Understanding Credit Rating Risk in Debt Mutual Funds

Published: February 17, 2016 at 8:16 am

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Many debt mutual funds invest in corporate bonds which carry credit risk. It is important for investors to understand how this can affect debt mutual fund returns.

Yesterday, rating agencies, CRISIL, ICRA and CARE downgraded short-term and long-term ratings on Jindal Power and Steel bonds.

As a result, the NAV of debt funds which held Jindal bonds fell. Have a look at this summary by Manoj Nagpal.

This fall is not of the same magnitude as the fall in JP Morgan funds (see below). This rating downgrade is also different in nature. I think investors can continue to hold Franklin Templeton funds. Unlike Amtek Auto, I think Jindal Steel should be able to pay back the principal to FT when the bond matures. The NAV fall was only a  market-linked fall. FMP returns will be lower.

This is the second time in six months we see such a fall in debt funds. In Aug 2015, JP Morgan AMC was in the news for the wrong reasons.  The NAV of two of its debt mutual funds, JP Morgan Short Term Income Fund and JP Morgan India Treasury Fund fell by -3.38% and – 1.73% on Aug. 27.  The reason: both funds held debentures (bond) of Amtek Auto which was downgraded from AA- to C.

A look at how credit rating changes affect debt mutual funds.

Amtek Auto-JP Morgan

Categories of debt mutual funds can appear difficult to understand than that of equity mutual funds. There is a simple way for investors to understand the risks associated with different debt mutual fund categories – the modified duration.

As pointed out in previous posts, the modified duration is measured in years and gives us two pieces of information:

  1. For 1% change in interest rates, what would be the expected increase or decrease in fund NAV. A modified duration of 2 years implies, a possible NAV change of 2% for 1% change in interest rate. So longer the modified duration, higher the interest rate sensitivity.
  2. For a given yield to maturity, how long would the fund take to recover, if there is a loss due to increase in interest rates.

The key to understanding credit rating risk is to recognise that credit risk does not refer to risk of default alone (bond issuer does not pay interest). Since debt mutual funds are  marked to market, any change in credit rating will affect the price of the bond and therefore, the NAV of the fund.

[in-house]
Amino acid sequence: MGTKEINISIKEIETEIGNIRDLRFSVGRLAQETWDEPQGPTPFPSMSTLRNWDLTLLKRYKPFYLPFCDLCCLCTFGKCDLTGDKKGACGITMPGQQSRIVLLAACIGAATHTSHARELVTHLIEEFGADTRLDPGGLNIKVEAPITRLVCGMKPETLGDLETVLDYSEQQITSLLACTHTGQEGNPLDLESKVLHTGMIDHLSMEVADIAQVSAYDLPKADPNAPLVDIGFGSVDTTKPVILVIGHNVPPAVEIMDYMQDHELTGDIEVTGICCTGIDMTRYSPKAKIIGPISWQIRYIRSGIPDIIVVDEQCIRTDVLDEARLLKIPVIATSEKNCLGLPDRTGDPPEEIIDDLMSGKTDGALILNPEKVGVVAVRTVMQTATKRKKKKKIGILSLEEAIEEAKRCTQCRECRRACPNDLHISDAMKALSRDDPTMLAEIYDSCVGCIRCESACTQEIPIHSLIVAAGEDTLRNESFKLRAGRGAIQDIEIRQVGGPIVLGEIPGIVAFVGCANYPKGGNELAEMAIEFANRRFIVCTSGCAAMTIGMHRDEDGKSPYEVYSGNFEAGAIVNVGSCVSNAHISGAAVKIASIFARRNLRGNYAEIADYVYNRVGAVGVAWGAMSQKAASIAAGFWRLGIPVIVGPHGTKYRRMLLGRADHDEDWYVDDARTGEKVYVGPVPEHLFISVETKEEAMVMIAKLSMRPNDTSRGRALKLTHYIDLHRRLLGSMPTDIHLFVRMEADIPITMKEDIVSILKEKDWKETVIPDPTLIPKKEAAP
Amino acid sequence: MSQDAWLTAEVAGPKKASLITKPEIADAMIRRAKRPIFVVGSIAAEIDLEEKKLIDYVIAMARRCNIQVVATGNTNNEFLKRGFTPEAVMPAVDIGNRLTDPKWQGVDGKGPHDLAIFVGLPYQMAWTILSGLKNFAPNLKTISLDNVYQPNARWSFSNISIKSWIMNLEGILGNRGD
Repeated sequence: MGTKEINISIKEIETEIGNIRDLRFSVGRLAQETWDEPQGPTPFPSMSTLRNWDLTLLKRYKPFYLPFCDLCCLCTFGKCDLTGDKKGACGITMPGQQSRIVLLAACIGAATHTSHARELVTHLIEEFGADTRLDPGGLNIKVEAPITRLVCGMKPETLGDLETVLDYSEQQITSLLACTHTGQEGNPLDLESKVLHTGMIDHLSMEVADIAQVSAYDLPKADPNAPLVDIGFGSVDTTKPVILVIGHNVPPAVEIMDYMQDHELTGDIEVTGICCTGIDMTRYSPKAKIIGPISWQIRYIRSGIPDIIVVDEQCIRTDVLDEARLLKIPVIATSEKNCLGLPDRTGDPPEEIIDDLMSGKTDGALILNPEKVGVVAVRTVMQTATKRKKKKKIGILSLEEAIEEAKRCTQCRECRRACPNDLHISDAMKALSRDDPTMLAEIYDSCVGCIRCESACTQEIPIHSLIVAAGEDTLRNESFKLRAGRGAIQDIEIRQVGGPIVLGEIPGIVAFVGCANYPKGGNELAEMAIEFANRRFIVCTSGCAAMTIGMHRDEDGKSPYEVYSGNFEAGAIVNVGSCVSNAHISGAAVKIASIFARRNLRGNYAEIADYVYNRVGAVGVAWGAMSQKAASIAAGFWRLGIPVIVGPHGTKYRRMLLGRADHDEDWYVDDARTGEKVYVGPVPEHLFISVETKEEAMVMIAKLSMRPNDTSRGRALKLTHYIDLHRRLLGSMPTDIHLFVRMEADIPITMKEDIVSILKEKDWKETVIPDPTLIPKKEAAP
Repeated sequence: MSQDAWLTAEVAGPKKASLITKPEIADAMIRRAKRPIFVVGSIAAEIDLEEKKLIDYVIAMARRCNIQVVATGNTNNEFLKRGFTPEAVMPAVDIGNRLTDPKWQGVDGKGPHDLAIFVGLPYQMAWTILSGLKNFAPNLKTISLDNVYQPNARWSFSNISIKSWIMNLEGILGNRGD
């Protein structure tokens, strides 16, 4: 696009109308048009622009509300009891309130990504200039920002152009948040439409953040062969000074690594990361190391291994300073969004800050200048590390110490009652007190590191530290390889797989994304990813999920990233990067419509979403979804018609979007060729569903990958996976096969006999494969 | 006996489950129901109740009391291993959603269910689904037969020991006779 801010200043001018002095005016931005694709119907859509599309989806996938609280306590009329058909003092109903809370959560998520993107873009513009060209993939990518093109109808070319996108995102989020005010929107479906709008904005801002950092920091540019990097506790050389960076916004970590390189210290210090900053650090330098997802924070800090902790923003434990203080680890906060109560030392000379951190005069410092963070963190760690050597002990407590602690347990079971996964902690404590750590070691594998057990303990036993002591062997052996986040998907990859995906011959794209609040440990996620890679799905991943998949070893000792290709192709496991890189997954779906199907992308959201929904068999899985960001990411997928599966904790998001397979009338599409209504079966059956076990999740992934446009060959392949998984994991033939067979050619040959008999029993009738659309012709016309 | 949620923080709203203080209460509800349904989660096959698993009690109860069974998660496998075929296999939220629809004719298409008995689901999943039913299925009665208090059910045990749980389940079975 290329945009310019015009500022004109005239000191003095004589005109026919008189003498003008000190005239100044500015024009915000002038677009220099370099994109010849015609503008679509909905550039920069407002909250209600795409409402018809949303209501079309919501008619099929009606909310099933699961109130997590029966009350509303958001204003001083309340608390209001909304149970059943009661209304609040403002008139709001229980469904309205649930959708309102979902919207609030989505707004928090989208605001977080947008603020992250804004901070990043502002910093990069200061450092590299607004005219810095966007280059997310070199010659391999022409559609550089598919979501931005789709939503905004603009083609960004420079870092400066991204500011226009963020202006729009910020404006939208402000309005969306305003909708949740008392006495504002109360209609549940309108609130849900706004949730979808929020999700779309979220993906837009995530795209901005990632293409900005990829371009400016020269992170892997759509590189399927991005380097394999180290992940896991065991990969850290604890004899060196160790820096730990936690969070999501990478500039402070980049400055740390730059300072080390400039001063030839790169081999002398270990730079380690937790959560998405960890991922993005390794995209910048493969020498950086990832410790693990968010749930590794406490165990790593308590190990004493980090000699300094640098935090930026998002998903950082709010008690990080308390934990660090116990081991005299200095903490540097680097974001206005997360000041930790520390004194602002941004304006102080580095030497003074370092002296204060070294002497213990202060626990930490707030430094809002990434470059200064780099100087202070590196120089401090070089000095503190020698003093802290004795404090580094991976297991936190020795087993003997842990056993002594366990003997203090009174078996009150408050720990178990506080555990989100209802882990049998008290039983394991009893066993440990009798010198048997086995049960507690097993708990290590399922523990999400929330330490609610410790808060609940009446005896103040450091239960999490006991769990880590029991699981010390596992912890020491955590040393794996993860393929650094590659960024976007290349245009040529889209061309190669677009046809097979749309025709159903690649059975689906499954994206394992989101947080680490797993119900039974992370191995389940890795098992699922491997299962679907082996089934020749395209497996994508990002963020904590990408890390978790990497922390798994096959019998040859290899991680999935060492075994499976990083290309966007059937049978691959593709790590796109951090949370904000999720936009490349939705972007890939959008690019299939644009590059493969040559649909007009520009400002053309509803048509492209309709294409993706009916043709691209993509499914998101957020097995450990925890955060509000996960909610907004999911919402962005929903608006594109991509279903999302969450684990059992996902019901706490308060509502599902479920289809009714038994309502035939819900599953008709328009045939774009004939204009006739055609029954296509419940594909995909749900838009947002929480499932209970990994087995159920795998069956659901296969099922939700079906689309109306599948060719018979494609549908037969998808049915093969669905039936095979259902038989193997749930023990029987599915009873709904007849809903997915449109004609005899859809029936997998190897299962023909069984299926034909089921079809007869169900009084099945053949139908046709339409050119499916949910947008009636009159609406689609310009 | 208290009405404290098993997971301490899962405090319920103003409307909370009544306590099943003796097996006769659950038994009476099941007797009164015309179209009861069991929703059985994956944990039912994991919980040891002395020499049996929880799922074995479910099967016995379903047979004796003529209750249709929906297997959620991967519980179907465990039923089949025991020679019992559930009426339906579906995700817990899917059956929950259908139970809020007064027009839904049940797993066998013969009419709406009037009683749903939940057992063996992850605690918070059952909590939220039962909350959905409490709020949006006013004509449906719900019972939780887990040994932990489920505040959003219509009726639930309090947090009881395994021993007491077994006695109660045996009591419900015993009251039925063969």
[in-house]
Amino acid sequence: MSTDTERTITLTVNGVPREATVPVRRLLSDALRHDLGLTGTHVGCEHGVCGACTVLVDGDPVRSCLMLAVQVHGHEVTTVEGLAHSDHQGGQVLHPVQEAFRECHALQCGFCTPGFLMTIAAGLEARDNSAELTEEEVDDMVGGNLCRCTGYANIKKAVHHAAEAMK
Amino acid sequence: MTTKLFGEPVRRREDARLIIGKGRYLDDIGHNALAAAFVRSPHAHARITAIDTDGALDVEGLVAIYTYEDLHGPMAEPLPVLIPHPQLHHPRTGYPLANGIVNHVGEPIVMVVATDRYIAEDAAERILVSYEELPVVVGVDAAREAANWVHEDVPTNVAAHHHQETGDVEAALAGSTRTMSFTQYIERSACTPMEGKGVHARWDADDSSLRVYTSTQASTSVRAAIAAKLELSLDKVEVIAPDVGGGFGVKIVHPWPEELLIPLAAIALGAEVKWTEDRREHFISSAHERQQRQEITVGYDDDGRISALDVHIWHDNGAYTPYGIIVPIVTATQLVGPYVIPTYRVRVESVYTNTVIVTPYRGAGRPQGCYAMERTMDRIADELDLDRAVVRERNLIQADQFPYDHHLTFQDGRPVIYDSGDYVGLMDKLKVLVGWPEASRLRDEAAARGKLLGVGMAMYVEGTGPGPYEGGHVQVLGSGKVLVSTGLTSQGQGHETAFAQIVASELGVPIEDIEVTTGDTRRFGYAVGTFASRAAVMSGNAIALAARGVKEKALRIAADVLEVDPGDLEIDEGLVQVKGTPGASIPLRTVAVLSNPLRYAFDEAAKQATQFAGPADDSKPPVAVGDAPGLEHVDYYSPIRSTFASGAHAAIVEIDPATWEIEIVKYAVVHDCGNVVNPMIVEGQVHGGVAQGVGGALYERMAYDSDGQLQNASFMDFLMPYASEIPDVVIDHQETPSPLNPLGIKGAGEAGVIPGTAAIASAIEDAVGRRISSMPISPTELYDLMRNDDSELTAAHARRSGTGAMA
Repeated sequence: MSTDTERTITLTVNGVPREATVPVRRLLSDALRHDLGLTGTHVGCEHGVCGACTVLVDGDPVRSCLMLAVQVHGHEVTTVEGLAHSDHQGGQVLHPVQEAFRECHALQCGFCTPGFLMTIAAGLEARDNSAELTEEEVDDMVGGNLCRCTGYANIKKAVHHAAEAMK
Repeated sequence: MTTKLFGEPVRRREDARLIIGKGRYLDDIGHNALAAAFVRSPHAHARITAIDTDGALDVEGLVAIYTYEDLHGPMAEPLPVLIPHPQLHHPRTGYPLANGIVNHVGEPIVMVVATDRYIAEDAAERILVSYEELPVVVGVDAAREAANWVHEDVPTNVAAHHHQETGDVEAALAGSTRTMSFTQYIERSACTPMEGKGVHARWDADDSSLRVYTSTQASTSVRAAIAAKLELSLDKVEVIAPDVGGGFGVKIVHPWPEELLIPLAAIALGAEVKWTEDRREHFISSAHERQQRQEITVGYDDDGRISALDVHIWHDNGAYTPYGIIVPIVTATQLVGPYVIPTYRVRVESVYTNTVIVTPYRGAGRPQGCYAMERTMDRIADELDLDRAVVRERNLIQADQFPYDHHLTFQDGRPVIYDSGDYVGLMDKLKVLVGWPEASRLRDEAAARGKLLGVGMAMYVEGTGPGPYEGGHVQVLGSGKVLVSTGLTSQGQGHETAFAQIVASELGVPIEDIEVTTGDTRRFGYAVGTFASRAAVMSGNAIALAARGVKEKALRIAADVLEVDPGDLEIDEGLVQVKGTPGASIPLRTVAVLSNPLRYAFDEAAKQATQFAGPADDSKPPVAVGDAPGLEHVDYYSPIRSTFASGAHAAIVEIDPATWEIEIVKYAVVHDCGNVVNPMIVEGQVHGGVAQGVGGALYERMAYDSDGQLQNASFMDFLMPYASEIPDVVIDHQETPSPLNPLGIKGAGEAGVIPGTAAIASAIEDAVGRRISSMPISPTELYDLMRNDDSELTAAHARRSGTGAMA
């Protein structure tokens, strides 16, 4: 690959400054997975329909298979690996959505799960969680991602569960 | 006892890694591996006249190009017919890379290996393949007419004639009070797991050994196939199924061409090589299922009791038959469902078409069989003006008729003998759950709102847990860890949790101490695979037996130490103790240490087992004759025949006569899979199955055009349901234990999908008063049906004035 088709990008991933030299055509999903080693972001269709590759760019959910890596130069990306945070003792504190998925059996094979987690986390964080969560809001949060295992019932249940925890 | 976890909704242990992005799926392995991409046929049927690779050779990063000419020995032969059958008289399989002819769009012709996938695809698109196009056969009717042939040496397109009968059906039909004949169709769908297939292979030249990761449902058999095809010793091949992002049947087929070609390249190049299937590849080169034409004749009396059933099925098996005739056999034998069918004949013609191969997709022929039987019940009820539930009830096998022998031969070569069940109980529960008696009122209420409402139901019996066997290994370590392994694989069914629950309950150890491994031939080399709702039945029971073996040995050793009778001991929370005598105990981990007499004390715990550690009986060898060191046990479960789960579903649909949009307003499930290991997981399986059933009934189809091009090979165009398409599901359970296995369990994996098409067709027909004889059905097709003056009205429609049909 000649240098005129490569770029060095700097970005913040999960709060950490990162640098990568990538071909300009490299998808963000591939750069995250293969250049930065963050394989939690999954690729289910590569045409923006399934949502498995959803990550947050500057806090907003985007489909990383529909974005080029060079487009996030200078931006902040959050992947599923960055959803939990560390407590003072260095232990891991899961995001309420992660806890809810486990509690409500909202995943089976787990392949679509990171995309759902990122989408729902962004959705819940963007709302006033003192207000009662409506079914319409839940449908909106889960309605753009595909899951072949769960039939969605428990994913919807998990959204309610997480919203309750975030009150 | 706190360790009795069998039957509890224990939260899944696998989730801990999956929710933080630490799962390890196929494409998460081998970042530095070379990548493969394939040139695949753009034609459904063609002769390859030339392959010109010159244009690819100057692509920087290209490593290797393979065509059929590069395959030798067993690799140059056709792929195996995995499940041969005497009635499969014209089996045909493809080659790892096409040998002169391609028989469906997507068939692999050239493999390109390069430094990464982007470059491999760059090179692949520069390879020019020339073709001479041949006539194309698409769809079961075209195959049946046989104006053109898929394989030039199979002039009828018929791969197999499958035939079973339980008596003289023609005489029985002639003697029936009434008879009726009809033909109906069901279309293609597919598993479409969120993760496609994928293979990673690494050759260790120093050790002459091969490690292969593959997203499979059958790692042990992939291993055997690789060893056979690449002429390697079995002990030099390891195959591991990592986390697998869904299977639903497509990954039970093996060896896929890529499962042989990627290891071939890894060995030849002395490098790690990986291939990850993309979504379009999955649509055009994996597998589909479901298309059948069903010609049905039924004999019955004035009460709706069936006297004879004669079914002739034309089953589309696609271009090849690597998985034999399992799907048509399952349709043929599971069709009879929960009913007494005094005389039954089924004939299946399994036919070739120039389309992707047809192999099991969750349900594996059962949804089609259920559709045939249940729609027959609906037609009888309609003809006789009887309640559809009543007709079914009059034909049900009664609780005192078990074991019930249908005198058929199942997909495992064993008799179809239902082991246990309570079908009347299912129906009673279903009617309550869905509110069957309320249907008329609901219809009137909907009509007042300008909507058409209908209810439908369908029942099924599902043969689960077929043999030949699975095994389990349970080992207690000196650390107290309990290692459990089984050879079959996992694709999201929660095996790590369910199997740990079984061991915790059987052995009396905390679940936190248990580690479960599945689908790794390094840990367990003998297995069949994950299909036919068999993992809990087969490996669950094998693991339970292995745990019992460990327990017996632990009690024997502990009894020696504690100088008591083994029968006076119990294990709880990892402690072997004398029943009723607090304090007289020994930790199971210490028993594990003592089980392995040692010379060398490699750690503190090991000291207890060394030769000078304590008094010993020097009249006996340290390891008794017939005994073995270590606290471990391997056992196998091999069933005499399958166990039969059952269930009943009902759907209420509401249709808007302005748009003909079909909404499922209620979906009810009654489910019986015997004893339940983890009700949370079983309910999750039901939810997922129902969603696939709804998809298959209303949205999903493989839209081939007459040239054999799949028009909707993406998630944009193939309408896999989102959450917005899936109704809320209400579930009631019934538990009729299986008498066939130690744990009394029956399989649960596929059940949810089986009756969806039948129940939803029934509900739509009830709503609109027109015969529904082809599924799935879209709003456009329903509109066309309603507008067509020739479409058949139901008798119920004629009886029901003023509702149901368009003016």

There are two types of interest rate changes that affect the NAV:
1) RBI action on short-term interest rates which will impact long-term rate of GOI bonds and corporate bonds as well.

2) Change in credit rating of a corporate bond.

Many investors are under the misconception that corporate bond opportunity funds  are immune to RBI action. This is incorrect. Corporate bonds carry a risk premium (higher interest rate) with respect to GOI bonds which will change when the GOI bond rates change.

Due to this risk premium, Corporate bonds must be graded as per their perceived ability to repay the principal. This is referred to as a credit rating.

Higher the credit rating, higher the faith in the company and lower the risk of default.

Now if the credit ratings go up for a bond, the interest rate of the bond in the market will decrease. Therefore, the value of the bonds the fund currently held by the fund will be worth more than those in the market.  Thus, the NAV of the fund will sharply increase.

Conversely, if the credit ratings go down for a bond (like it did for Amtek Auto), the interest rate of the bond in the market will increase. Therefore the value of the bonds held by the fund will be worth less, and the NAV will drop sharply.

In either case, as long the firm repays the principal to the fund, the NAV over time will gradually get back to the normal linear movement.

If you wish to calculate how long it would take for the recovery (in case of a credit rating downgrade), you can consult this post: Understanding Interest Rate Risk in Debt Mutual Funds

However, if the firm defaults then the loss is permanent (thanks to Mahesh Mirpuri for clarifying this).

Therefore, due to fear of default a debt fund, in this case the above-mentioned funds, may face redemption pressure.

If you wish to choose debt funds that invest in corporate bonds, I suggest you choose funds with low modified duration (much less than one year). So even if there is a downgrade in credit rating, the loss (assuming no default) can be recouped in a couple of months.

You can minimise such risks by using the so-called Banking and PSU debt mutual funds. They invest in bond issued by PSUs and banks only.

To lower credit risk and interest risk, I would shun every other debt fund category except ultra short-term funds and liquid funds.  See why here: Investing in debt mutual funds: slow and steady wins the race!

Another read on the subject: How to Select Debt Mutual Funds Suitable For Your Financial Goals?

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